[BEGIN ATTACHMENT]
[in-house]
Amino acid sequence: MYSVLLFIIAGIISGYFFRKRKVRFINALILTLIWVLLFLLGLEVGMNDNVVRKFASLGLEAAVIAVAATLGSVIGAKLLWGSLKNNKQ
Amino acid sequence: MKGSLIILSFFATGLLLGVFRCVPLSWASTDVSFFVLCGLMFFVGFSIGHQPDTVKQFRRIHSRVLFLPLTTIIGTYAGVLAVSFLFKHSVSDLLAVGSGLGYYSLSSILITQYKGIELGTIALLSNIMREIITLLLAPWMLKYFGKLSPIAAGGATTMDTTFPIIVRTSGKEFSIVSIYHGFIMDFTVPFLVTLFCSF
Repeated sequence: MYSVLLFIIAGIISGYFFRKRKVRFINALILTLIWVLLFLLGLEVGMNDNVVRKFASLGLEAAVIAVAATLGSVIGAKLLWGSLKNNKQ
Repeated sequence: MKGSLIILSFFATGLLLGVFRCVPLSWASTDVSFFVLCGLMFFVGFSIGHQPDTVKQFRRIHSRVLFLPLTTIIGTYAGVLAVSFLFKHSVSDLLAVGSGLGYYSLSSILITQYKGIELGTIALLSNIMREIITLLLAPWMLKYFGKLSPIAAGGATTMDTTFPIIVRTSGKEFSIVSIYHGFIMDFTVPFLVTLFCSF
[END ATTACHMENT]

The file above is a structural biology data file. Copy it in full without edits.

[in-house]
Amino acid sequence: MYSVLLFIIAGIISGYFFRKRKVRFINALILTLIWVLLFLLGLEVGMNDNVVRKFASLGLEAAVIAVAATLGSVIGAKLLWGSLKNNKQ
Amino acid sequence: MKGSLIILSFFATGLLLGVFRCVPLSWASTDVSFFVLCGLMFFVGFSIGHQPDTVKQFRRIHSRVLFLPLTTIIGTYAGVLAVSFLFKHSVSDLLAVGSGLGYYSLSSILITQYKGIELGTIALLSNIMREIITLLLAPWMLKYFGKLSPIAAGGATTMDTTFPIIVRTSGKEFSIVSIYHGFIMDFTVPFLVTLFCSF
Repeated sequence: MYSVLLFIIAGIISGYFFRKRKVRFINALILTLIWVLLFLLGLEVGMNDNVVRKFASLGLEAAVIAVAATLGSVIGAKLLWGSLKNNKQ
Repeated sequence: MKGSLIILSFFATGLLLGVFRCVPLSWASTDVSFFVLCGLMFFVGFSIGHQPDTVKQFRRIHSRVLFLPLTTIIGTYAGVLAVSFLFKHSVSDLLAVGSGLGYYSLSSILITQYKGIELGTIALLSNIMREIITLLLAPWMLKYFGKLSPIAAGGATTMDTTFPIIVRTSGKEFSIVSIYHGFIMDFTVPFLVTLFCSF